Kenworth takes medium-duty aim

Kenworth Truck Co. is looking to boost sales of its Class 6 and 7 model T-300 trucks because it believes medium-duty demand will grow in 2002. "We're bullish on the Class 6 and 7 market," said Mike Parrish, Kenworth's medium-duty product marketing manager. "Customers are looking for more value in their medium duty trucks sales are not based just on purchase price any more. That means life-cycle costing

Kenworth Truck Co. is looking to boost sales of its Class 6 and 7 model T-300 trucks because it believes medium-duty demand will grow in 2002.

"We're bullish on the Class 6 and 7 market," said Mike Parrish, Kenworth's medium-duty product marketing manager. "Customers are looking for more value in their medium duty trucks sales are not based just on purchase price any more. That means life-cycle costing is more important to them."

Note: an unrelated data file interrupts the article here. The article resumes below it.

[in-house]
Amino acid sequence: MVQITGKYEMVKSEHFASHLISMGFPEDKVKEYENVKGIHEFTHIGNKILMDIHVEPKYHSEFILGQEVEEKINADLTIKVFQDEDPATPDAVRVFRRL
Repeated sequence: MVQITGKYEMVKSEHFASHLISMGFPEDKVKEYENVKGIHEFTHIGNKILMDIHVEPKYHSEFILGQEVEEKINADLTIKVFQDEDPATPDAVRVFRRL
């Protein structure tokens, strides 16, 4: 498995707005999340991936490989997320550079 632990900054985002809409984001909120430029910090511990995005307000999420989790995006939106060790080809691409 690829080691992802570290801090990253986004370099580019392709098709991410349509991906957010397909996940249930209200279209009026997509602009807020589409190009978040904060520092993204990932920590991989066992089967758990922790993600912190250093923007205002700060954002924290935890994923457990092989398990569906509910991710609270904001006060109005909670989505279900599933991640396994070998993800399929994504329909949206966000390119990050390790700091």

However, truck manufacturers overall continued to suffer from one of the worst truck sales slumps in history, with no relief in sight at least for this year.

According to Ward's Communications, Class 8 truck sales dropped 34% to 139,614 units in 2001, down from 211,553 units in 2000. Class 7 sales dropped 25.3% to 91,564 units in 2001, down from 122,614. Class 6 sales declined 17.1% to 42,430 units in 2001, down from 51,169. Only Class 4 truck sales showed an improvement, rising 9.7% to 52,037 units, up from 47,417.

Ward's said Kenworth's Class 7 sales slipped only slightly in 2001, falling 0.3% to 1,847 units. Changing vehicle trends may also help reverse that sales slide as well, added Parrish.

"For example, we're finding construction companies wanting to move down to a Class 7 vehicle for work in residential areas," he said. "We're also seeing many delivery companies moving to Class 6 and 7 trucks."

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